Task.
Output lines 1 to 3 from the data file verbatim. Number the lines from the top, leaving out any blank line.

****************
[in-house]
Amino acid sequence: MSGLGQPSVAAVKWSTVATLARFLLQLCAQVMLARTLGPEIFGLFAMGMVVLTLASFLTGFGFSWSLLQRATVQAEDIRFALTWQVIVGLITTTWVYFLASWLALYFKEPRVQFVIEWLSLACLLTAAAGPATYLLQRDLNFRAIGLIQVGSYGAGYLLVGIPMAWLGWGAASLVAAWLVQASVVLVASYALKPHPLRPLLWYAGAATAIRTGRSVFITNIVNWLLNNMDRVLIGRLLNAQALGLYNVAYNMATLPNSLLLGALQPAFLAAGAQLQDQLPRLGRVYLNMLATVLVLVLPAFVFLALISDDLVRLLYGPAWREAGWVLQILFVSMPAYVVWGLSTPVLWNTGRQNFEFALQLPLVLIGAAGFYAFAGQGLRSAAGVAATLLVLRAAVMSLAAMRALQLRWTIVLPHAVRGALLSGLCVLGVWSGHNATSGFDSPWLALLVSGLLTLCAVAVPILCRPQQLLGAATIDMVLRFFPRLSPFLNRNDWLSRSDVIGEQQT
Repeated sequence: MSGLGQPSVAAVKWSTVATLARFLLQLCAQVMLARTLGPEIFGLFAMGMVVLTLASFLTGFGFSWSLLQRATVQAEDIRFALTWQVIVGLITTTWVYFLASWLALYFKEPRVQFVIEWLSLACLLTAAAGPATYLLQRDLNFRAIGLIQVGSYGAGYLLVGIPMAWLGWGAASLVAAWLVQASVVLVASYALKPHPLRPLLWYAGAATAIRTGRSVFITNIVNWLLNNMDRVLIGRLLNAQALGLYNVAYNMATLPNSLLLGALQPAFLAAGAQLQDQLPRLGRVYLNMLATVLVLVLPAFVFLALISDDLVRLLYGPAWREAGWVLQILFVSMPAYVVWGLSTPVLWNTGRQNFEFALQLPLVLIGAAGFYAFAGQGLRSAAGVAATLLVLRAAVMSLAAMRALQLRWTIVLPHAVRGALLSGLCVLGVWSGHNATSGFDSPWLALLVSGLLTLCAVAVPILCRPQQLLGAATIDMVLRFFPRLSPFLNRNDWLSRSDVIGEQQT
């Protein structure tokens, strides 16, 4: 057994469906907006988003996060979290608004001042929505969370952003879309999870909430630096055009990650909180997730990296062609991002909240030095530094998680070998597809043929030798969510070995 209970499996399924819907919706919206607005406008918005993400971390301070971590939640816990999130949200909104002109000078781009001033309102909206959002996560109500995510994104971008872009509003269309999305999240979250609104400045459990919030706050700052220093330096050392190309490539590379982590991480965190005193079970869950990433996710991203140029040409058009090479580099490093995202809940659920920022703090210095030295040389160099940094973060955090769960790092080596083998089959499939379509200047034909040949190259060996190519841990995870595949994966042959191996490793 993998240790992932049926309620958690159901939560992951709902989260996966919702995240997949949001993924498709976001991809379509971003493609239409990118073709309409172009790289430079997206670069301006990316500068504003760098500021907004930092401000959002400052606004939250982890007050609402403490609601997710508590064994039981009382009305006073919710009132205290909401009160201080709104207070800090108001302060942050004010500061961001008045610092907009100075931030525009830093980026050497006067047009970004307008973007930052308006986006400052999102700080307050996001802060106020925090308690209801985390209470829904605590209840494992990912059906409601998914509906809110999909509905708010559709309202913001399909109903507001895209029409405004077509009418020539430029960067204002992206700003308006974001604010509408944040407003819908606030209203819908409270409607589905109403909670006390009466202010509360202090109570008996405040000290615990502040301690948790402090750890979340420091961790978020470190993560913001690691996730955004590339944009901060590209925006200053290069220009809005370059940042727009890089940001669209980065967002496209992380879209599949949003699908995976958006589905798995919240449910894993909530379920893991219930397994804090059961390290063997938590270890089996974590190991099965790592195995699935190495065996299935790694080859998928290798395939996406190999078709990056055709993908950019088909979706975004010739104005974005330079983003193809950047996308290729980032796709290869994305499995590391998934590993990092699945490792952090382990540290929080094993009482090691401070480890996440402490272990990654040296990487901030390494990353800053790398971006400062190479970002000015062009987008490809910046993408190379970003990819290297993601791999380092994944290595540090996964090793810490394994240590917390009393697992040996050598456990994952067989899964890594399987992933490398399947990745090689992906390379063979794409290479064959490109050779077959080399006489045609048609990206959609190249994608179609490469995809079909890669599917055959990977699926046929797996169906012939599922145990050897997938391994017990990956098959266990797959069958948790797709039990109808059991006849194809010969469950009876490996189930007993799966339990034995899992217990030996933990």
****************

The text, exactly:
[in-house]
Amino acid sequence: MSGLGQPSVAAVKWSTVATLARFLLQLCAQVMLARTLGPEIFGLFAMGMVVLTLASFLTGFGFSWSLLQRATVQAEDIRFALTWQVIVGLITTTWVYFLASWLALYFKEPRVQFVIEWLSLACLLTAAAGPATYLLQRDLNFRAIGLIQVGSYGAGYLLVGIPMAWLGWGAASLVAAWLVQASVVLVASYALKPHPLRPLLWYAGAATAIRTGRSVFITNIVNWLLNNMDRVLIGRLLNAQALGLYNVAYNMATLPNSLLLGALQPAFLAAGAQLQDQLPRLGRVYLNMLATVLVLVLPAFVFLALISDDLVRLLYGPAWREAGWVLQILFVSMPAYVVWGLSTPVLWNTGRQNFEFALQLPLVLIGAAGFYAFAGQGLRSAAGVAATLLVLRAAVMSLAAMRALQLRWTIVLPHAVRGALLSGLCVLGVWSGHNATSGFDSPWLALLVSGLLTLCAVAVPILCRPQQLLGAATIDMVLRFFPRLSPFLNRNDWLSRSDVIGEQQT
Repeated sequence: MSGLGQPSVAAVKWSTVATLARFLLQLCAQVMLARTLGPEIFGLFAMGMVVLTLASFLTGFGFSWSLLQRATVQAEDIRFALTWQVIVGLITTTWVYFLASWLALYFKEPRVQFVIEWLSLACLLTAAAGPATYLLQRDLNFRAIGLIQVGSYGAGYLLVGIPMAWLGWGAASLVAAWLVQASVVLVASYALKPHPLRPLLWYAGAATAIRTGRSVFITNIVNWLLNNMDRVLIGRLLNAQALGLYNVAYNMATLPNSLLLGALQPAFLAAGAQLQDQLPRLGRVYLNMLATVLVLVLPAFVFLALISDDLVRLLYGPAWREAGWVLQILFVSMPAYVVWGLSTPVLWNTGRQNFEFALQLPLVLIGAAGFYAFAGQGLRSAAGVAATLLVLRAAVMSLAAMRALQLRWTIVLPHAVRGALLSGLCVLGVWSGHNATSGFDSPWLALLVSGLLTLCAVAVPILCRPQQLLGAATIDMVLRFFPRLSPFLNRNDWLSRSDVIGEQQT